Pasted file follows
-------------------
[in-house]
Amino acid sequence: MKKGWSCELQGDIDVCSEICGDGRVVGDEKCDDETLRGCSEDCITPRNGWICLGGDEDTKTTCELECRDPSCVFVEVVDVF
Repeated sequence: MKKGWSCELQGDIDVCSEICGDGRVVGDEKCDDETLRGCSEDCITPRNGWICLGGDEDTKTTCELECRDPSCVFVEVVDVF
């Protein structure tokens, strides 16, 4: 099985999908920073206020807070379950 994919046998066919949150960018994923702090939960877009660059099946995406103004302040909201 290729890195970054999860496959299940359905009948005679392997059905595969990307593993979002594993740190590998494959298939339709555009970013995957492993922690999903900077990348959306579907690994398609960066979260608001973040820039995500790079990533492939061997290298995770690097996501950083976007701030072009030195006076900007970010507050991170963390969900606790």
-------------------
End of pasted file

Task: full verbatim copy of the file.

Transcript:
[in-house]
Amino acid sequence: MKKGWSCELQGDIDVCSEICGDGRVVGDEKCDDETLRGCSEDCITPRNGWICLGGDEDTKTTCELECRDPSCVFVEVVDVF
Repeated sequence: MKKGWSCELQGDIDVCSEICGDGRVVGDEKCDDETLRGCSEDCITPRNGWICLGGDEDTKTTCELECRDPSCVFVEVVDVF
């Protein structure tokens, strides 16, 4: 099985999908920073206020807070379950 994919046998066919949150960018994923702090939960877009660059099946995406103004302040909201 290729890195970054999860496959299940359905009948005679392997059905595969990307593993979002594993740190590998494959298939339709555009970013995957492993922690999903900077990348959306579907690994398609960066979260608001973040820039995500790079990533492939061997290298995770690097996501950083976007701030072009030195006076900007970010507050991170963390969900606790």